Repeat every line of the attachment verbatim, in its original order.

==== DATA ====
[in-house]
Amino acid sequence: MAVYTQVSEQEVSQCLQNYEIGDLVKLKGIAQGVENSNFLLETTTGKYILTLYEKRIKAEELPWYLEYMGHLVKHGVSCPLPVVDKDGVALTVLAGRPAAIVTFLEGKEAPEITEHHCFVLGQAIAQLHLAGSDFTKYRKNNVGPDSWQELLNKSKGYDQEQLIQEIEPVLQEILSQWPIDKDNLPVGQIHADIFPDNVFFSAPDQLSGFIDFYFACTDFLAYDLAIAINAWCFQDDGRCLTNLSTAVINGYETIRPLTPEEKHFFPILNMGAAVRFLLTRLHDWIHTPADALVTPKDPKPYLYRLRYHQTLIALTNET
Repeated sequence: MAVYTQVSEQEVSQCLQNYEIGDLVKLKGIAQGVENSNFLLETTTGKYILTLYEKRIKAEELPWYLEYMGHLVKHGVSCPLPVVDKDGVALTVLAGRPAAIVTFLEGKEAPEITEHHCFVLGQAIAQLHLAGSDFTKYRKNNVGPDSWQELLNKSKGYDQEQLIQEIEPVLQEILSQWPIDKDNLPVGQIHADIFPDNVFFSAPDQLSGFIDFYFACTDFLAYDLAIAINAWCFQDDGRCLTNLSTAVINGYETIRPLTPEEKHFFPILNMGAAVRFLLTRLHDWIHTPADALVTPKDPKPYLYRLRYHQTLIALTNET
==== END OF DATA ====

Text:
[in-house]
Amino acid sequence: MAVYTQVSEQEVSQCLQNYEIGDLVKLKGIAQGVENSNFLLETTTGKYILTLYEKRIKAEELPWYLEYMGHLVKHGVSCPLPVVDKDGVALTVLAGRPAAIVTFLEGKEAPEITEHHCFVLGQAIAQLHLAGSDFTKYRKNNVGPDSWQELLNKSKGYDQEQLIQEIEPVLQEILSQWPIDKDNLPVGQIHADIFPDNVFFSAPDQLSGFIDFYFACTDFLAYDLAIAINAWCFQDDGRCLTNLSTAVINGYETIRPLTPEEKHFFPILNMGAAVRFLLTRLHDWIHTPADALVTPKDPKPYLYRLRYHQTLIALTNET
Repeated sequence: MAVYTQVSEQEVSQCLQNYEIGDLVKLKGIAQGVENSNFLLETTTGKYILTLYEKRIKAEELPWYLEYMGHLVKHGVSCPLPVVDKDGVALTVLAGRPAAIVTFLEGKEAPEITEHHCFVLGQAIAQLHLAGSDFTKYRKNNVGPDSWQELLNKSKGYDQEQLIQEIEPVLQEILSQWPIDKDNLPVGQIHADIFPDNVFFSAPDQLSGFIDFYFACTDFLAYDLAIAINAWCFQDDGRCLTNLSTAVINGYETIRPLTPEEKHFFPILNMGAAVRFLLTRLHDWIHTPADALVTPKDPKPYLYRLRYHQTLIALTNET